Heathrow Outsells Bond Street 2-to-1 in Shopping BoostKari Lundgren
With 70 million people passing through every year, London’s Heathrow Airport is betting it can better serve those travelers -- and get them to spend more -- by putting a greater emphasis on shopping.
To shore up its retail credentials, Europe’s biggest aviation hub is expanding personal shopping services and adding specialized retail lounges and a data-collection system aimed at understanding passengers’ purchasing trends.
Next June, the airport is scheduled to open its revamped Terminal 2, which will have 135,000 square feet devoted to shops. Heathrow passengers generated 1.7 billion pounds ($2.75 billion) in retail revenue in 2012, almost double what was spent on Bond Street, London’s luxury hub.
Sales of luxury items at the airport have grown 17 percent on average every year since 2008, and average revenue per square meter of retail has increased by almost half since then, to 30,052 pounds in 2012.
“Heathrow Terminal 2 offers us access to one of the most concentrated, valuable and influential markets in the world,” said Sean Allam, commercial operations director for British retailer John Lewis, which will open its first airport store in the new facility.
An added bonus: With so many people passing through, an outlet in Heathrow can help spread word of British brands to shoppers worldwide. Sandwich shop Pret a Manger, leather goods retailer Smythson, and clothing and housewares purveyor Cath Kidston have all opened shops at the airport to help raise their profile internationally.
“Airports are increasingly important,” said Kate Ormrod, an analyst for researcher Verdict. “It’s such an opportunity to showcase the brand.”
Next month, the airport expects to roll out software that will combine retail data with information on passengers and flights. The idea is to help stores alter displays or have staff on hand with the appropriate language skills based on who is passing through the terminal at any given time -- data far more detailed than city center locations glean -- according to Muriel Zingraff-Shariff, the airport’s retail director.
“We’ll be able to know if certain nationalities prefer red bags and others prefer tan,” said Zingraff-Shariff, a former board member at Harrods. “We can really tweak our offer and change right up to the merchandising at the front of the stores based on the big flights.”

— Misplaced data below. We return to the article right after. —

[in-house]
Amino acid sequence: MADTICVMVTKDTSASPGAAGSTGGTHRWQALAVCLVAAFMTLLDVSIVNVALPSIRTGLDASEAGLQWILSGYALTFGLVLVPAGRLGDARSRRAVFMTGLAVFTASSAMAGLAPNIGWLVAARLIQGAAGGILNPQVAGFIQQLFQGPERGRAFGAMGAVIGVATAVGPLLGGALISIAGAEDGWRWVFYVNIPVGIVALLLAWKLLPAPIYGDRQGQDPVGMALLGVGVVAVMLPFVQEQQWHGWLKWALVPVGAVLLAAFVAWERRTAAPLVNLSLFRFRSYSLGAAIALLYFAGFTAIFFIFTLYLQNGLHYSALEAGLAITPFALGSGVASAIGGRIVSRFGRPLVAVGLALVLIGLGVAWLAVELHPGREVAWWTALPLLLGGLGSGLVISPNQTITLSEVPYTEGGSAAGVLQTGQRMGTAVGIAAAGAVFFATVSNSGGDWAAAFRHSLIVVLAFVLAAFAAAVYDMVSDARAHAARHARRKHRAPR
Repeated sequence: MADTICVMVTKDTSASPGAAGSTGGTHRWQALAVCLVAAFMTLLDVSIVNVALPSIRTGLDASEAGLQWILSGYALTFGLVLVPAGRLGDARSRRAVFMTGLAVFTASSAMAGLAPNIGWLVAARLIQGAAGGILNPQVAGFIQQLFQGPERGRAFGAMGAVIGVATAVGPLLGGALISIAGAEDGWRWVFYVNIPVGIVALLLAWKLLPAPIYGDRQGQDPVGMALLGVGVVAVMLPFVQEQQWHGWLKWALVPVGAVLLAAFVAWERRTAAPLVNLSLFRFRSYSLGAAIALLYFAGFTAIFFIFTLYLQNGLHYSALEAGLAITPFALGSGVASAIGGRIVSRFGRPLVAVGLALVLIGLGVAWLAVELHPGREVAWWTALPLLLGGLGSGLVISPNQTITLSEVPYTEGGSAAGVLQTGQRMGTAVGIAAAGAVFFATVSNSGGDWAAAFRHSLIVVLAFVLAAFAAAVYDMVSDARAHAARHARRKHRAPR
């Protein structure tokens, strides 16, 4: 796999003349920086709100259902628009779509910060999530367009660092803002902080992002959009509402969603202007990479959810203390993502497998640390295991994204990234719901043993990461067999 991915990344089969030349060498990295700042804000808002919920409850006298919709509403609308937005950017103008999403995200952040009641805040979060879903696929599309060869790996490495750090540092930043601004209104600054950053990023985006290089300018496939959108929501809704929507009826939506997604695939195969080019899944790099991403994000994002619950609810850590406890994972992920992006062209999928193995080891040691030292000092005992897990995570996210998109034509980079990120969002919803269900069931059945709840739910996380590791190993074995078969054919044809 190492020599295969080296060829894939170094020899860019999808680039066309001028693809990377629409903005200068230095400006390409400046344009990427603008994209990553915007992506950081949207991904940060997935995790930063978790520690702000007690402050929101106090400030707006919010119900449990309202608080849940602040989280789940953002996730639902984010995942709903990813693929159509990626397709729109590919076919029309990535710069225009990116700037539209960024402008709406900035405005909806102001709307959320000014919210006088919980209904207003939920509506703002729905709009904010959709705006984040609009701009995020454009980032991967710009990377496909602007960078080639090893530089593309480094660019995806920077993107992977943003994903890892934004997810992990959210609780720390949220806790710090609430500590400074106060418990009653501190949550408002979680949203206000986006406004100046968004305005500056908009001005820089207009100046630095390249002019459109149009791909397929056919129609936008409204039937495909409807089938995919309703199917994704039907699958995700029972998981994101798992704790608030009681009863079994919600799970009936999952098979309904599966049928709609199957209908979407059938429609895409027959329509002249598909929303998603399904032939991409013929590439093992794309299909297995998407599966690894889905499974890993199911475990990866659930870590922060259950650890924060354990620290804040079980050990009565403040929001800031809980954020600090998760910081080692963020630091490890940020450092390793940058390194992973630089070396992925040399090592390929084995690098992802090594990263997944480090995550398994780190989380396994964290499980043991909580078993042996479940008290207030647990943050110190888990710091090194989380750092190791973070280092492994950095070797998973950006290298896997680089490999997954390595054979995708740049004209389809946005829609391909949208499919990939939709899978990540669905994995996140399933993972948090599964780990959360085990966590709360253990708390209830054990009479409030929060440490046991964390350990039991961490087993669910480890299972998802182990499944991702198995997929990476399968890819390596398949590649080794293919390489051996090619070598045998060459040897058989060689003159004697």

Over the past decade, Heathrow has sought to capture the allure of Asian and Middle Eastern hubs, replacing dimly-lit corridors and closed spaces with soaring ceilings, shorter walks and atrium-style departure areas. Terminal 5, which first welcomed travelers in 2008, was voted the world’s best airport facility in the 2012 Skytrax survey.
As retailers rush to claim space at Heathrow -- there were four brands vying for each shop available in Terminal 2 -- they’re trying to recreate the atmosphere of their city-center boutiques. One feature they’re emphasizing is personalized shopping.
About 90 customers a month, mostly from the Middle East and China, have requested the service since it was introduced a year ago, and in September they spent an average of $2,100 each. The airport’s retail assistants have arranged sales ranging from food and toothbrushes to Dolce & Gabbana crocodile-skin handbags. One passenger spent 98,000 pounds ($156,564) on two watches, and another asked for help choosing a Tiffany’s engagement ring.
The team of eight speak a total of 40 languages and are trained by London’s NHJ Style Consultancy and various brands to ensure familiarity with goods, Heathrow personal shopper Maria Lourenco said while browsing Gucci handbags in Terminal 5.
“Men normally have a list of products, while women are looking for the latest trends,” Lourenco said.
This month, the service will be available to all passengers, and next year Heathrow will open personalized shopping lounges in Terminals 2 and 5. Passengers must book in advance and fill out a brief form with details of what they’re looking for, and the biggest spenders may have goods brought to them in private lounges.
“If there is something special a regular traveler wants on their next journey, we can work in the meantime to make sure that we have that special thing there,” said Hazel Catterall, head of luxury and fashion retail at the airport.
Heathrow ranks third on the list of the world’s favored shopping hubs, after Seoul’s Incheon International Airport and Dubai International Airport, according to Travel Retail Business magazine. Rival Paris-Charles de Gaulle is seventh and Frankfurt is eighth.
Though typical airport duty free goods such as liquor, cigarettes, and perfume still make up much of the retail sales at Heathrow, luxury is the airport’s fastest growing category, Zingraff-Shariff said.
“We’ve seen a definite shift in the way the brands consider travel retail,” she said. “It was a little bit of an afterthought, and now it has become a strategic direction.”